Գլխավոր Հիվանդություններ Major depressive disorder

Major depressive disorder (MDD), also known as simply depression, is a mental disorder characterized by at least two weeks of low mood that is present across most situations.It is often accompanied by low self-esteem, loss of interest in normally enjoyable activities, low energy, and pain without a clear cause. People may also occasionally have false beliefs or see or hear things that others cannot. Some people have periods of depression separated by years in which they are normal while others nearly always have symptoms present. Major depressive disorder can negatively affects a person's family, work or school life, sleeping or eating habits, and general health. Between 2-7% of adults with major depression die by suicide, and up to 60% of people who die by suicide had depression or another mood disorder. The cause is believed to be a combination of genetic, environmental, and psychological factors. Risk factors include a family history of the condition, major life changes, certain medications, chronic health problems, and substance abuse. About 40% of the risk appears to be related to genetics. The diagnosis of major depressive disorder is based on the person's reported experiences and a mental status examination. There is no laboratory test for major depression. Testing, however, may be done to rule out physical conditions that can cause similar symptoms. Major depression should be differentiated from sadness which is a normal part of life and is less severe. The United States Preventive Services Task Force (USPSTF) recommends screening for depression among those over the age 12,while a prior Cochrane review found insufficient evidence for screening. Typically, people are treated with counselling and antidepressant medication. Medication appears to be effective, but the effect may only be significant in the most severely depressed. It is unclear whether medications affect the risk of suicide.Types of counselling used include cognitive behavioral therapy (CBT) and interpersonal therapy. If other measures are not effective electroconvulsive therapy (ECT) may be tried. Hospitalization may be necessary in cases with a risk of harm to self and may occasionally occur against a person's wishes. Major depressive disorder affected approximately 253 million (3.6%) of people in 2013.The percentage of people who are affected at one point in their life varies from 7% in Japan to 21% in France. Lifetime rates are higher in the developed world (15%) compared to the developing world (11%). It causes the second most years lived with disability after low back pain.The most common time of onset is in a person 20s and 30s. Females are affected about twice as often as males.The American Psychiatric Association added major depressive disorder to the Diagnostic and Statistical Manual of Mental Disorders (DSM-III) in 1980. It was a split of the previous depressive neurosis in the DSM-II which also encompassed the conditions now known as dysthymia and adjustment disorder with depressed mood.Those currently or previously affected may be stigmatized.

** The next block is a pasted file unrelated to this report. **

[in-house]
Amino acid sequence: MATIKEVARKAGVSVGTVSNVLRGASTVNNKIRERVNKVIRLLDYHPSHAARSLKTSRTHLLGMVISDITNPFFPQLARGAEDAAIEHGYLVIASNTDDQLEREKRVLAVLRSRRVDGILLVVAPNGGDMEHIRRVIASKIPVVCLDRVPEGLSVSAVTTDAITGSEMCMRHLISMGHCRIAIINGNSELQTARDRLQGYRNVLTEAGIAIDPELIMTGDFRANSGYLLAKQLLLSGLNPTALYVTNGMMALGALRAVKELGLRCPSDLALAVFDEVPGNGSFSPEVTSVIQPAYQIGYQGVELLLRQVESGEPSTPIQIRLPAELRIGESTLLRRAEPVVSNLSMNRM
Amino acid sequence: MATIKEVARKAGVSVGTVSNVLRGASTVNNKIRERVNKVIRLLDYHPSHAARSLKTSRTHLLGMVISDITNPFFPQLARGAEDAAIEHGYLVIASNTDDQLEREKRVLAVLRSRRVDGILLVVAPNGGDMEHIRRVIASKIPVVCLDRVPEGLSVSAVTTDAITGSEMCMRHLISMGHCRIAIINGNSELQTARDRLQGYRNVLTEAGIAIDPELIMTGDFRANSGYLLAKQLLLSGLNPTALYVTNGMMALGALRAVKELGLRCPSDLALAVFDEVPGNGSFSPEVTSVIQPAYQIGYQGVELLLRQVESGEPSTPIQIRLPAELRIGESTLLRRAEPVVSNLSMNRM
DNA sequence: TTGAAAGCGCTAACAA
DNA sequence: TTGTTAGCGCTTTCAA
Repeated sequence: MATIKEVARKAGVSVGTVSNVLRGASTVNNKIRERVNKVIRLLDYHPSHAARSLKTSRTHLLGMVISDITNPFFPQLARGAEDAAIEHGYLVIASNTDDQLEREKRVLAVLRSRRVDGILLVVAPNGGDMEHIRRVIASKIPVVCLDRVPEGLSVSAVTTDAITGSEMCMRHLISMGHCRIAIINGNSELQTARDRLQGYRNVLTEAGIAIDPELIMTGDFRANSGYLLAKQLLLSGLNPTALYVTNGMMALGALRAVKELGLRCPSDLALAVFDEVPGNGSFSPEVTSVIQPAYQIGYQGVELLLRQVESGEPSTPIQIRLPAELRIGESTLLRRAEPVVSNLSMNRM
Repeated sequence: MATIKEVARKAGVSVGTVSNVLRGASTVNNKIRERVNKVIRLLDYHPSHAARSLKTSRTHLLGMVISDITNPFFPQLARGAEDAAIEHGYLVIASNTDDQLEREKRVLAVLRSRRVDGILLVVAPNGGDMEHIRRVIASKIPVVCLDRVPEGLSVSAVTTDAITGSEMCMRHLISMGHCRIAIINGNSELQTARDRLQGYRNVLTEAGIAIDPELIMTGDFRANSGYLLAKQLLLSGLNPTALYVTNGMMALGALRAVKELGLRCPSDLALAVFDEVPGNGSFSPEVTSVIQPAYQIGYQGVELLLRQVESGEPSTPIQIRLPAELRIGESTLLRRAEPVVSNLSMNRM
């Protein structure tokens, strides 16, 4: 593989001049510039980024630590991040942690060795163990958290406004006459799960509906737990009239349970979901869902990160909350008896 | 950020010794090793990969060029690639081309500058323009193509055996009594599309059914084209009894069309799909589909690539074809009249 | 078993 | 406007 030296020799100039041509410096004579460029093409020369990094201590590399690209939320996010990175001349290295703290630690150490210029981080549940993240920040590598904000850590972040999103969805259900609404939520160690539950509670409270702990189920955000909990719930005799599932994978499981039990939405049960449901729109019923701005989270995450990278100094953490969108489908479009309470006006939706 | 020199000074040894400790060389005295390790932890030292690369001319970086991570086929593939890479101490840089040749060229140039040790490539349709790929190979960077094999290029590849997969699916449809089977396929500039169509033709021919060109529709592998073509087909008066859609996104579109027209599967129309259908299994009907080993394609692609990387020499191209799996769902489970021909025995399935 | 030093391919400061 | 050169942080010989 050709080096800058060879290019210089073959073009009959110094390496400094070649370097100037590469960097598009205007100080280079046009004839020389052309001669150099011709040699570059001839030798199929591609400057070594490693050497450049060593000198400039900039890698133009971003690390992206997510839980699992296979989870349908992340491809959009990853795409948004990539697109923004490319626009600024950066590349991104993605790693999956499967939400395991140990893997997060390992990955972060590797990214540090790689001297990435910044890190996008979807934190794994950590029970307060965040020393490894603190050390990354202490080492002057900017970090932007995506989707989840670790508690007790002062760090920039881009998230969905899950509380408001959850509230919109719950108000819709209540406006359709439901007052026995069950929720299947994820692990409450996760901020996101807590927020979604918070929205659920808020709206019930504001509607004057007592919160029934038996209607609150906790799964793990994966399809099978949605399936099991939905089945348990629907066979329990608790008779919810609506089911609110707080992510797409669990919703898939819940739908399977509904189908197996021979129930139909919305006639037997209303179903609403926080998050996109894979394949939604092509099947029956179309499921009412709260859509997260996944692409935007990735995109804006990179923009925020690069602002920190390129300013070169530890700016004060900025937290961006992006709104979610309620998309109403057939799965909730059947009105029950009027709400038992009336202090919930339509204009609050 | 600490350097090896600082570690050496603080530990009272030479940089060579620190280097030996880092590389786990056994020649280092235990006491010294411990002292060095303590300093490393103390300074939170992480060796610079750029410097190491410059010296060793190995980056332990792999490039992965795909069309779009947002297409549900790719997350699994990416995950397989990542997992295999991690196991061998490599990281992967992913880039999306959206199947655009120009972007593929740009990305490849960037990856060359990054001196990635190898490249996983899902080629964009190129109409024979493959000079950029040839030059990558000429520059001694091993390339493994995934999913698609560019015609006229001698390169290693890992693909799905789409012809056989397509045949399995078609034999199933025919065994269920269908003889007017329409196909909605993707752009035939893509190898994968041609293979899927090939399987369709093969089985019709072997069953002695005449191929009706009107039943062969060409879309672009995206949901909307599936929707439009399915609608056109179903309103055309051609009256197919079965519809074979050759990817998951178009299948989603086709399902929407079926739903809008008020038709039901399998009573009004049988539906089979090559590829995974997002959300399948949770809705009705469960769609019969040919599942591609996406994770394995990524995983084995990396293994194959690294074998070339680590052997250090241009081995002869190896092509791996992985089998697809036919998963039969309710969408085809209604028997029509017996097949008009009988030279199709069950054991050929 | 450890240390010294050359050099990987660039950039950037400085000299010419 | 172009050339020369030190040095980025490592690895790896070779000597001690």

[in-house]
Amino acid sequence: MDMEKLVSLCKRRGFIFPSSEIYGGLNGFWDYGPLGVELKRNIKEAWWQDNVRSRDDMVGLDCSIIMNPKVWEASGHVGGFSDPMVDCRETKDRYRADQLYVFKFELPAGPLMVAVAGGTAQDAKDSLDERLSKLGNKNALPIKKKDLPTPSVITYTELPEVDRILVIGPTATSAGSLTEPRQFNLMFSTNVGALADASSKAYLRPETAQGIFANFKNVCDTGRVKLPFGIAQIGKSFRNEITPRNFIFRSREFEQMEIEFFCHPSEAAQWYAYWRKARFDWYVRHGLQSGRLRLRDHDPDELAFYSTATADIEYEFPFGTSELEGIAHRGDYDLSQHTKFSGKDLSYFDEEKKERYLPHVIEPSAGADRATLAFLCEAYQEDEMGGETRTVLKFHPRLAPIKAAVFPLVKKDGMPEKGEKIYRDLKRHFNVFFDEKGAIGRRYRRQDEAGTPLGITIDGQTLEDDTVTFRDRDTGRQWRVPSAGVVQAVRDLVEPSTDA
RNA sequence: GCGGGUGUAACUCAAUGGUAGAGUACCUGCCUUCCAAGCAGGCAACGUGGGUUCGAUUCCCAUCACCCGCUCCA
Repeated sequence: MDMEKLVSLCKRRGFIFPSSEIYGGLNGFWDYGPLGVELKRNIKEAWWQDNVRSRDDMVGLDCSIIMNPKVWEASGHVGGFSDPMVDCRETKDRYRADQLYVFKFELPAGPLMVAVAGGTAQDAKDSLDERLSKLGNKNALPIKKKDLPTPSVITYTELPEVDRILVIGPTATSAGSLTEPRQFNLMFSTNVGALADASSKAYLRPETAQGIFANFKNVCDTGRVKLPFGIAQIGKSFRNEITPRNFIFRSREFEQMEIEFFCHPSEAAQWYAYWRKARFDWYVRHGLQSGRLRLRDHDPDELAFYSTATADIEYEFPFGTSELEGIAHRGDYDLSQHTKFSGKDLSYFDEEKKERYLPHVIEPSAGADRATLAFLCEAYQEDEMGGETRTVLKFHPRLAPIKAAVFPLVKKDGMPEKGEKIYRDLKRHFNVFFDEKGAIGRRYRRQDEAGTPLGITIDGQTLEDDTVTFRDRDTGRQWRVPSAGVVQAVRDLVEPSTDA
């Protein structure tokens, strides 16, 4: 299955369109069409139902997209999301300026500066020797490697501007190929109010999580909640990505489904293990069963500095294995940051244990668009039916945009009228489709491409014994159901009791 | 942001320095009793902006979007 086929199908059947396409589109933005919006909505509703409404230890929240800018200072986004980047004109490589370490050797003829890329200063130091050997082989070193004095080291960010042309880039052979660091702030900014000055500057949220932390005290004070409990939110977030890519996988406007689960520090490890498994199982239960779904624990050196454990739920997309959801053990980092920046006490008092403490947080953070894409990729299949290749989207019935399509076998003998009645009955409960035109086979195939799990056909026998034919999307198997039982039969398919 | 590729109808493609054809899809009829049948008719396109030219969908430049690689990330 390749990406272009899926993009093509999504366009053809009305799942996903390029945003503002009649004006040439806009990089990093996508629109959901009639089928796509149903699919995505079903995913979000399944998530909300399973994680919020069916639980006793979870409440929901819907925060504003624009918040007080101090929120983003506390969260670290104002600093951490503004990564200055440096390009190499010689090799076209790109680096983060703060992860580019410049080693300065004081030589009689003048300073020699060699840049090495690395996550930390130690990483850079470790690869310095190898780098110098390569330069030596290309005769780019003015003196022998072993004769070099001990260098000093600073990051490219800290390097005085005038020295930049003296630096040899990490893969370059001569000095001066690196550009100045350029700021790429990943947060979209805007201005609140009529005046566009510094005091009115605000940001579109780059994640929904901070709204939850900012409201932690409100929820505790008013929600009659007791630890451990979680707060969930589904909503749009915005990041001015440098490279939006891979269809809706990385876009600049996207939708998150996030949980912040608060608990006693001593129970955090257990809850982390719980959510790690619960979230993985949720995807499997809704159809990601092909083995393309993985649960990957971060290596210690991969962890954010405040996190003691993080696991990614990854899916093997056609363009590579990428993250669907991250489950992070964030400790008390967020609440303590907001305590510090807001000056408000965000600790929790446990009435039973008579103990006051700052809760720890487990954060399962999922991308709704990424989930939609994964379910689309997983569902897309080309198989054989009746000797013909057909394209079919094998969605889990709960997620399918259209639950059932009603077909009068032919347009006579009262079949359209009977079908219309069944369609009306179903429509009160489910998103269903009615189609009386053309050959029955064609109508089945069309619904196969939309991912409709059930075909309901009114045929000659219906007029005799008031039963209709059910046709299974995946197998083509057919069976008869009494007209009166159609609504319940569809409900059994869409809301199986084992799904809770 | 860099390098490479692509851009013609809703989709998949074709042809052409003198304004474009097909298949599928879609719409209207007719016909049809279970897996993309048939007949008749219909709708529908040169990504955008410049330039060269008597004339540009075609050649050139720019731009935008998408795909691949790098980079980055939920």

Signs and symptoms Major depression significantly affects a person's family and personal relationships, work or school life, sleeping and eating habits, and general health. Its impact on functioning and well-being has been compared to that of other chronic medical conditions such as diabetes. A person having a major depressive episode usually exhibits a very low mood, which pervades all aspects of life, and an inability to experience pleasure in activities that were formerly enjoyed. Depressed people may be preoccupied with, or ruminate over, thoughts and feelings of worthlessness, inappropriate guilt or regret, helplessness, hopelessness, and self-hatred. In severe cases, depressed people may have symptoms of psychosis. These symptoms include delusions or, less commonly, hallucinations, usually unpleasant. Other symptoms of depression include poor concentration and memory (especially in those with melancholic or psychotic features), withdrawal from social situations and activities, reduced sex drive, irritability, and thoughts of death or suicide. Insomnia is common among the depressed. In the typical pattern, a person wakes very early and cannot get back to sleep. Hypersomnia, or oversleeping, can also happen. Some antidepressants may also cause insomnia due to their stimulating effect. A depressed person may report multiple physical symptoms such as fatigue, headaches, or digestive problems; physical complaints are the most common presenting problem in developing countries, according to the World Health Organization's criteria for depression. Appetite often decreases, with resulting weight loss, although increased appetite and weight gain occasionally occur. Family and friends may notice that the person's behavior is either agitated or lethargic. Older depressed people may have cognitive symptoms of recent onset, such as forgetfulness, and a more noticeable slowing of movements. Depression often coexists with physical disorders common among the elderly, such as stroke, other cardiovascular diseases, Parkinson's disease, and chronic obstructive pulmonary disease. Depressed children may often display an irritable mood rather than a depressed mood, and show varying symptoms depending on age and situation. Most lose interest in school and show a decline in academic performance. They may be described as clingy, demanding, dependent, or insecure.Diagnosis may be delayed or missed when symptoms are interpreted as normal moodiness. Associated conditions Major depression frequently co-occurs with other psychiatric problems. The 1990–92 National Comorbidity Survey (US) reports that half of those with major depression also have lifetime anxiety and its associated disorders such as generalized anxiety disorder. Anxiety symptoms can have a major impact on the course of a depressive illness, with delayed recovery, increased risk of relapse, greater disability and increased suicide attempts. American neuroendocrinologist Robert Sapolsky similarly argues that the relationship between stress, anxiety, and depression could be measured and demonstrated biologically.There are increased rates of alcohol and drug abuse and particularly dependence, and around a third of individuals diagnosed with ADHD develop comorbid depression. Post-traumatic stress disorder and depression often co-occur. Depression may also coexist with attention deficit hyperactivity disorder (ADHD), complicating the diagnosis and treatment of both. Depression and pain often co-occur. One or more pain symptoms are present in 65% of depressed patients, and anywhere from 5 to 85% of patients with pain will be suffering from depression, depending on the setting; there is a lower prevalence in general practice, and higher in specialty clinics. The diagnosis of depression is often delayed or missed, and the outcome worsens. The outcome can also worsen if the depression is noticed but completely misunderstood. Depression is also associated with a 1.5- to 2-fold increased risk of cardiovascular disease, independent of other known risk factors, and is itself linked directly or indirectly to risk factors such as smoking and obesity. People with major depression are less likely to follow medical recommendations for treating and preventing cardiovascular disorders, which further increases their risk of medical complications. In addition, cardiologists may not recognize underlying depression that complicates a cardiovascular problem under their care. Causes The biopsychosocial model proposes that biological, psychological, and social factors all play a role in causing depression. The diathesis–stress model specifies that depression results when a preexisting vulnerability, or diathesis, is activated by stressful life events. The preexisting vulnerability can be either genetic,implying an interaction between nature and nurture, or schematic, resulting from views of the world learned in childhood. Depression may be directly caused by damage to the cerebellum as is seen in cerebellar cognitive affective syndrome. These interactive models have gained empirical support. For example, researchers in New Zealand took a prospective approach to studying depression, by documenting over time how depression emerged among an initially normal cohort of people. The researchers concluded that variation among the serotonin transporter (5-HTT) gene affects the chances that people who have dealt with very stressful life events will go on to experience depression. To be specific, depression may follow such events, but seems more likely to appear in people with one or two short alleles of the 5-HTT gene. In addition, a Swedish study estimated the heritability of depression—the degree to which individual differences in occurrence are associated with genetic differences—to be around 40% for women and 30% for men,and evolutionary psychologists have proposed that the genetic basis for depression lies deep in the history of naturally selected adaptations. A substance-induced mood disorder resembling major depression has been causally linked to long-term drug use or drug abuse, or to withdrawal from certain sedative and hypnotic drugs. Biological Main article: Biology of depression Monoamine hypothesis Most antidepressant medications increase the levels of one or more of the monoamines—the neurotransmitters serotonin, norepinephrine and dopamine—in the synaptic cleft between neurons in the brain. Some medications affect the monoamine receptors directly. Serotonin is hypothesized to regulate other neurotransmitter systems; decreased serotonin activity may allow these systems to act in unusual and erratic ways.According to this permissive hypothesis, depression arises when low serotonin levels promote low levels of norepinephrine, another monoamine neurotransmitter.Some antidepressants enhance the levels of norepinephrine directly, whereas others raise the levels of dopamine, a third monoamine neurotransmitter. These observations gave rise to the monoamine hypothesis of depression. In its contemporary formulation, the monoamine hypothesis postulates that a deficiency of certain neurotransmitters is responsible for the corresponding features of depression: Norepinephrine may be related to alertness and energy as well as anxiety, attention, and interest in life; serotonin to anxiety, obsessions, and compulsions; and dopamine to attention, motivation, pleasure, and reward, as well as interest in life.The proponents of this theory recommend the choice of an antidepressant with mechanism of action that impacts the most prominent symptoms. Anxious and irritable patients should be treated with SSRIs or norepinephrine reuptake inhibitors, and those experiencing a loss of energy and enjoyment of life with norepinephrine- and dopamine-enhancing drugs.